One of the reasons I love content marketing is that it shares. It shows, it educates, it informs. By its very nature it’s collaborative. It’s designed to enhance skillsets and build trust. It gives the gift of knowledge with the ideal of making your customer better.
Content marketing is a positive activity that results in sales.
In the hands of the best salespeople, selling can be a positive experience too, but all too often it breeds mistrust. Being sold to often leaves customers feeling like they’ve been in an arm wrestling match. At the end they’re exhausted. There’s one winner and one loser.
And even when you’re the winner, your arm hurts!
The techniques that define content marketing also apply to sales. In fact after this weekend I’d go so far as to say, if you’re not incorporating the following into both your sales process and your content marketing process you’re in trouble.
What happened this weekend? What went so horribly wrong for the young lady who showed up at my door? The scene I’m going to lay out may seem like an over-simplification but actually these lessons apply regardless of the complexity, the cost, or the length of the sales cycle.
These lessons also apply regardless of channel. It doesn’t matter if you’re standing on my doorstep or revealing your business to me online.
Lesson #1 Be Relevant
She started the conversation by asking where I bought my doormat. This was in no way relevant to either of us.
In content marketing and in sales, it’s important to accept that your target audience is selfish and only really interested in what matters to them. Respect their time or they’ll close the door in your face. Be relevant at all times and they might listen to you long enough to hear something that matters to them.
Lesson #2 Be Authentic
She faked an intimacy that didn’t exist when she asked “Hi Mom, what are we making for lunch today?”
I really wanted her to be authentic and say something like, “I can see you’re busy so let me cut to the chase. Are you interested in having your carpets cleaned? Everyone wants clean carpets but it’s a pain to do them. Let us do them for you.”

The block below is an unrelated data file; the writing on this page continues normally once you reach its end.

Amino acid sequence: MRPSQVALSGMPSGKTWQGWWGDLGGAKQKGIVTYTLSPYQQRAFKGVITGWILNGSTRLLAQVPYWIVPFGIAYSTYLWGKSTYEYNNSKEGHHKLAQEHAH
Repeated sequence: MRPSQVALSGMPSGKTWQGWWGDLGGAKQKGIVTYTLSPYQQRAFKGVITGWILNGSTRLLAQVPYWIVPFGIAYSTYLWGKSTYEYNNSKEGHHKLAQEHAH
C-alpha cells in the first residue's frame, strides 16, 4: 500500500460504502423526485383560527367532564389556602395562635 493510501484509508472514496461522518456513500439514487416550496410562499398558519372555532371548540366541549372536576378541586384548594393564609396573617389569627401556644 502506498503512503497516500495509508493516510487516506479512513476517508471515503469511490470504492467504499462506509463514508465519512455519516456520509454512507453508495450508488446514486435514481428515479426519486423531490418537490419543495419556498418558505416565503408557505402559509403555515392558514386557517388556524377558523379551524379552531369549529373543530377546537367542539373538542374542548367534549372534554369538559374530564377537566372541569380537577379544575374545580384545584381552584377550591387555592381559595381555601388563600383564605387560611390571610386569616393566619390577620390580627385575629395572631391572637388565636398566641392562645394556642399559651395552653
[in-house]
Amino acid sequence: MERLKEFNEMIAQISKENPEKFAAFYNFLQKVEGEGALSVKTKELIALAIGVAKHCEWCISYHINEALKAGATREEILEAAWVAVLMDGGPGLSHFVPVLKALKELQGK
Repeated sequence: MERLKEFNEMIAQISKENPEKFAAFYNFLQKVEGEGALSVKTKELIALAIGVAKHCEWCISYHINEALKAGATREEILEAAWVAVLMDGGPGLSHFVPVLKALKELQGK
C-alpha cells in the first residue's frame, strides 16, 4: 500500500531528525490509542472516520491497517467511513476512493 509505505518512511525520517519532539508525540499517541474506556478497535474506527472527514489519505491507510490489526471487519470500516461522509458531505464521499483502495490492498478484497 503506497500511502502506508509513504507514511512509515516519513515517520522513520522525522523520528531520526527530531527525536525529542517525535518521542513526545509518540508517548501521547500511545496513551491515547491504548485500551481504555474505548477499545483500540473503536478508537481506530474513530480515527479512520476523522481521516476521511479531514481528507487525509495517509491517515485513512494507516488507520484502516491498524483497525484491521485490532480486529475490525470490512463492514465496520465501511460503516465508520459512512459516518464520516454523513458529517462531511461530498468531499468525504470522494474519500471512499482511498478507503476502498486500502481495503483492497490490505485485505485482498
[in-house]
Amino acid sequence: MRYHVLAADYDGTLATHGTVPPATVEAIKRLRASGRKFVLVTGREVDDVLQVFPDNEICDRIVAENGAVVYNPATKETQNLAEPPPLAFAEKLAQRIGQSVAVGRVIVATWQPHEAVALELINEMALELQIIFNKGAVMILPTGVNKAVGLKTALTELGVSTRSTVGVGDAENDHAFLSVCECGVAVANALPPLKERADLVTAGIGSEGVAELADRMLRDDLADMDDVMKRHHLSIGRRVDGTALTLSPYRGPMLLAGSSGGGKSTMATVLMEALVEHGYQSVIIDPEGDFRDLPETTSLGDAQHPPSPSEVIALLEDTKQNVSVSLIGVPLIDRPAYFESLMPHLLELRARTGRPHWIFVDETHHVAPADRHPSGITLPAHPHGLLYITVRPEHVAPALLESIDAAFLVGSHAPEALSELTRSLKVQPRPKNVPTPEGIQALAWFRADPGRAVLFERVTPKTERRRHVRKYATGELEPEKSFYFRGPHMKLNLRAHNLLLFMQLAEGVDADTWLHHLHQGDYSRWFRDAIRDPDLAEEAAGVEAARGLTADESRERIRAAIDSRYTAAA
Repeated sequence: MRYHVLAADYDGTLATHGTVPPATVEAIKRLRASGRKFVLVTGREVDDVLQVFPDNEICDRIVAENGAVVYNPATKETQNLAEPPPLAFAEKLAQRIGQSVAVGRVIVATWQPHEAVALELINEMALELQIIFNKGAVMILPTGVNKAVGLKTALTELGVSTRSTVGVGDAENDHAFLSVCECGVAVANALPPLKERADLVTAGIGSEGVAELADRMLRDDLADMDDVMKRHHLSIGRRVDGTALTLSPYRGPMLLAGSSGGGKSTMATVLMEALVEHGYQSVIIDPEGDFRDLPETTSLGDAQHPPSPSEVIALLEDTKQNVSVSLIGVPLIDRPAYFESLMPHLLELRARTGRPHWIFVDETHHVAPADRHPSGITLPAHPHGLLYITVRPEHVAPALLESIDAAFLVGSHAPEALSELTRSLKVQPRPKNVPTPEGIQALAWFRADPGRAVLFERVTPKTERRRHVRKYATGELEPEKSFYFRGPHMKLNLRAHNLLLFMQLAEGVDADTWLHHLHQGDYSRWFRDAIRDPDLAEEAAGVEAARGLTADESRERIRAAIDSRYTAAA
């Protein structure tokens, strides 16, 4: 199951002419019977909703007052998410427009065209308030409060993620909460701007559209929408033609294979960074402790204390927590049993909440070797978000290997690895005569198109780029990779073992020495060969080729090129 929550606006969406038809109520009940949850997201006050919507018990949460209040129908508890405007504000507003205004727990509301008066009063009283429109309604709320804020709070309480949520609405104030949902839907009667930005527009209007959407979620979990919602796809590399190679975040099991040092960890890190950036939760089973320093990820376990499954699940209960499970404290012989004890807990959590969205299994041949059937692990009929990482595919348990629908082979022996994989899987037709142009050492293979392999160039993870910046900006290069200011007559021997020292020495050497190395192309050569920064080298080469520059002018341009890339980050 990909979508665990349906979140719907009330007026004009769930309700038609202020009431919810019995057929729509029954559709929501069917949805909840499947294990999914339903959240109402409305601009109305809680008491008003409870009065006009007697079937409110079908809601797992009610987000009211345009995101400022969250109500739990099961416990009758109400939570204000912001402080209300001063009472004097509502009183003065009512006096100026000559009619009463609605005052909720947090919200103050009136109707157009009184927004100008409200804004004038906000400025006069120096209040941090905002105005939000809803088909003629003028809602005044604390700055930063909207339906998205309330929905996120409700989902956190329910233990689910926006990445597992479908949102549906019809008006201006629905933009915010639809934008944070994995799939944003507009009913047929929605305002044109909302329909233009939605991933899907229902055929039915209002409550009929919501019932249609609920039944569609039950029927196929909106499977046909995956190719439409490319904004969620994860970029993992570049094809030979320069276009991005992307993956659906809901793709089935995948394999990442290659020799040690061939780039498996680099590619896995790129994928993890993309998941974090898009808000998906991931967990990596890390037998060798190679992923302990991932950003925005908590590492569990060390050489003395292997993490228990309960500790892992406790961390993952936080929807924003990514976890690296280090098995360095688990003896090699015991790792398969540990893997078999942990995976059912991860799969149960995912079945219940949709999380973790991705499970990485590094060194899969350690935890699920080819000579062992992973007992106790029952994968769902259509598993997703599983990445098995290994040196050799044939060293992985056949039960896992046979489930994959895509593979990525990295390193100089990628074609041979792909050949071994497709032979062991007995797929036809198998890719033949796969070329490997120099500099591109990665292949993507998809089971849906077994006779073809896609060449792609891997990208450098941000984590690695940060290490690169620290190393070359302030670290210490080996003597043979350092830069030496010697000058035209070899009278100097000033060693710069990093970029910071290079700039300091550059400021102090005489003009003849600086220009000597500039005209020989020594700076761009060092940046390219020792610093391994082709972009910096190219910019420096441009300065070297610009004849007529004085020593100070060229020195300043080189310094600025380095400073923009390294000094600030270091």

Because she had great energy and wonderful eye contact I wished I could have performed a Jedi mind trick. “This is not the approach you are looking for!” Be authentic instead.
In content marketing and in sales, it’s essential to be real with your audience. We’re all jaded by fast talkers and tired of feeling like we were somehow forced into the transaction. Build the relationship openly and honestly and at the pace set by your audience.
Lesson #3 Educate
At no time did she share any knowledge that increased my awareness. She didn’t try to educate me into being a better homeowner for example.
She might have noticed that we have pretty sturdy carpets and recommended a process to keep them looking good. That would have increased my knowledge and might have led to questions or more conversation. In other words, a strengthening of the relationship.
In content marketing and sales, businesses have to be adept at providing the right information at the right time. Be helpful and share knowledge that your audience doesn’t already have. Make them aware of something that makes them better informed in this field.
Giving your audience the gift of knowledge may mean that the sale won’t go through today, it can still be made because you educated.
Lesson #4 Call To Action
When I politely gave the final no, she turned and left discouraged. For her this was all or nothing. She had one shot and it was over.
A warm handshake and a brochure with helpful information, contact details, and a discount coupon could have saved the day.
In content marketing and sales, businesses have to give their audiences good reasons to stick with them. They have to call them to action and provide easy-to-follow next steps to move audiences from exploring to buying.
The goal in content marketing and in sales is to clear the path for your target audience. Work tirelessly to make it easy for them to engage. Cut away anything that isn’t relevant, encourage them with useful information, and be there when they need you.
Buyers are more likely to purchase from businesses that inform, educate and build a relationship with them. That’s why I love content marketing!
What is about content marketing that you love??
Written by Nicola Roark, a small business owner working to demystify content marketing for other businesses.